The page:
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Friday, February 23, 2024

Under the influence

In the murky world of alcohol consumption, marketing can serve as a real vehicle for change, writes James Wilkinson

In recent years, the UK has witnessed a remarkable surge in the low and no alcohol market, with consumption increasing by 9% in 2022 vs 2021. Furthermore, it is set to see a volume growth of 7%, 2022-2026. This trend reflects a broader cultural shift towards more mindful drinking choices, propelled by an increase in the awareness of health and wellness.

However, as the low and no alcohol market continues on its upward trajectory, a paradox emerges: the consumption of alcoholic beverages in England has increased significantly, exacerbated by the challenges posed by the pandemic and lockdowns. This raises important questions about the absence of a harm prevention strategy specific to England and the government’s stance on this issue, particularly when compared to other regions of Great Britain.

This lack of strategy raises the important question of how marketing can play a pivotal role in promoting positive change.

The role of marketing in changing perceptions

Marketing is a dynamic and influential tool, and as such it can play a dual role in reshaping the landscape of alcohol consumption. On the one hand, it acts as a catalyst for generating demand and sales, while on the other, it serves as an educator, disseminating information and changing perceptions among mass audiences. A great example of this is the normalisation of low and no alcohol options.

Historically, choosing a soft drink over something stronger during social gatherings could often invite raised eyebrows, and even unwanted comments. Whilst alcohol brands introducing wider ranges of ’low and no’ options – usually with barely noticeable differences in packaging – has reduced some stigma around going alcohol free, there is still a long way to go. To effect change, marketing must emphasise the advantages of low and no alcohol products – like the health benefits and potential money saving – as well as addressing the very concerns that deter consumers from making the switch, such as societal norms and pressures.

Given these modern times that necessitate change, marketing has taken on a role as a powerful tool of activism. This is especially evident for major brands like Peroni, as they seamlessly integrate low and no alcohol options into their mainstream campaigns. These brands are not merely paying lip service to the cause; they are investing substantial resources to promote the success of these alternatives.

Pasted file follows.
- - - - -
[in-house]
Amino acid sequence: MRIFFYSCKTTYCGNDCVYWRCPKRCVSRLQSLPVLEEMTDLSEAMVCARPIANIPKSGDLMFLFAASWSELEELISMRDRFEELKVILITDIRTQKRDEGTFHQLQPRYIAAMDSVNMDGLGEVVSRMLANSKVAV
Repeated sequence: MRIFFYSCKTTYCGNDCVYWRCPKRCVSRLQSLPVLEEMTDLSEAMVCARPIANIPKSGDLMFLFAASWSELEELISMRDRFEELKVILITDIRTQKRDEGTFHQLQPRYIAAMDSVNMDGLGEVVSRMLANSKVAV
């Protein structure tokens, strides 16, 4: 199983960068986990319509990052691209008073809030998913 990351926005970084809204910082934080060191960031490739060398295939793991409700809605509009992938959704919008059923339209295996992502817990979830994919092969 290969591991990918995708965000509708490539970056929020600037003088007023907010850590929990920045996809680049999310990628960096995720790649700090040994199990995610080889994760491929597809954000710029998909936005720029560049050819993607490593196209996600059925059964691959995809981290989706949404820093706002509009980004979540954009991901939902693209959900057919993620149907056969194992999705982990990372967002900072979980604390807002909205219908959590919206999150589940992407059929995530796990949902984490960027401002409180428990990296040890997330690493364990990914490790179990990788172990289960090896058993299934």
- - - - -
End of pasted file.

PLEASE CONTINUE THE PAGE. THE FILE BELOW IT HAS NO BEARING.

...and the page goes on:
This shift signifies a monumental change in consumer perception. Low and no alcohol choices are no longer relegated to the fringes; they are becoming integral to brand identities and consumer choices. However, this paradigm shift is still in its infancy, and much work remains to solidify the low and no alcohol category’s place in mainstream consumption.

Collaboration for change

Collaboration between organisations is vital. To a certain extent, organisations in the alcohol sector have a social responsibility to unite and marshal collective efforts that influence government policies and promote responsible drinking. Through these partnerships, a deeper understanding of the complex nature of alcohol harm reduction comes to afront, particularly around the diverse needs of different communities. For example, data shows that up to 25% of the LGBTQ+ community has a moderate alcohol dependency compared to 5-10% of the general population, therefore a collaborative approach between LGBTQ+ community organisations as well as alcohol harm organisations alongside relevant marketing tactics is needed to speak to these communities to respond to the challenge at hand.